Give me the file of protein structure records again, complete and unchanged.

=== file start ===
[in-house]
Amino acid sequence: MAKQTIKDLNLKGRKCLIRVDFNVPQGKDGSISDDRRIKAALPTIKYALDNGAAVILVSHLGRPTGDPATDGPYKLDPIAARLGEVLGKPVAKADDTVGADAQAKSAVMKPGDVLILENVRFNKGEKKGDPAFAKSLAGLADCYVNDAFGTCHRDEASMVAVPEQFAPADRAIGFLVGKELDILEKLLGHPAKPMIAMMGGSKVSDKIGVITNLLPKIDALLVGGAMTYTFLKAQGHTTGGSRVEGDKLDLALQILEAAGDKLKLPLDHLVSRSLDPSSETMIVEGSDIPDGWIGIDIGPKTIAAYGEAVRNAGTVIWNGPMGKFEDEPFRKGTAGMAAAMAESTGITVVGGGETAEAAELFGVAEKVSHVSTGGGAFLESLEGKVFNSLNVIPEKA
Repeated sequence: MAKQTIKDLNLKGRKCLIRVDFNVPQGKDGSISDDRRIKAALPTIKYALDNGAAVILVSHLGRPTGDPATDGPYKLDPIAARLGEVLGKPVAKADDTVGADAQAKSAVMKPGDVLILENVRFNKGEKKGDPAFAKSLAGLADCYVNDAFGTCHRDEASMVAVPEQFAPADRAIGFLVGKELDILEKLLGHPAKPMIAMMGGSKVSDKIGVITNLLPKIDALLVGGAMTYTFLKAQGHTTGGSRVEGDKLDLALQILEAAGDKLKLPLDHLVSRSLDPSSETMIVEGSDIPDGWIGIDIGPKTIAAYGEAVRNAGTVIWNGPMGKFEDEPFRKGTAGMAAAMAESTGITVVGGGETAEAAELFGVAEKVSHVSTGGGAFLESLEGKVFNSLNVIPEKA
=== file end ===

[in-house]
Amino acid sequence: MAKQTIKDLNLKGRKCLIRVDFNVPQGKDGSISDDRRIKAALPTIKYALDNGAAVILVSHLGRPTGDPATDGPYKLDPIAARLGEVLGKPVAKADDTVGADAQAKSAVMKPGDVLILENVRFNKGEKKGDPAFAKSLAGLADCYVNDAFGTCHRDEASMVAVPEQFAPADRAIGFLVGKELDILEKLLGHPAKPMIAMMGGSKVSDKIGVITNLLPKIDALLVGGAMTYTFLKAQGHTTGGSRVEGDKLDLALQILEAAGDKLKLPLDHLVSRSLDPSSETMIVEGSDIPDGWIGIDIGPKTIAAYGEAVRNAGTVIWNGPMGKFEDEPFRKGTAGMAAAMAESTGITVVGGGETAEAAELFGVAEKVSHVSTGGGAFLESLEGKVFNSLNVIPEKA
Repeated sequence: MAKQTIKDLNLKGRKCLIRVDFNVPQGKDGSISDDRRIKAALPTIKYALDNGAAVILVSHLGRPTGDPATDGPYKLDPIAARLGEVLGKPVAKADDTVGADAQAKSAVMKPGDVLILENVRFNKGEKKGDPAFAKSLAGLADCYVNDAFGTCHRDEASMVAVPEQFAPADRAIGFLVGKELDILEKLLGHPAKPMIAMMGGSKVSDKIGVITNLLPKIDALLVGGAMTYTFLKAQGHTTGGSRVEGDKLDLALQILEAAGDKLKLPLDHLVSRSLDPSSETMIVEGSDIPDGWIGIDIGPKTIAAYGEAVRNAGTVIWNGPMGKFEDEPFRKGTAGMAAAMAESTGITVVGGGETAEAAELFGVAEKVSHVSTGGGAFLESLEGKVFNSLNVIPEKA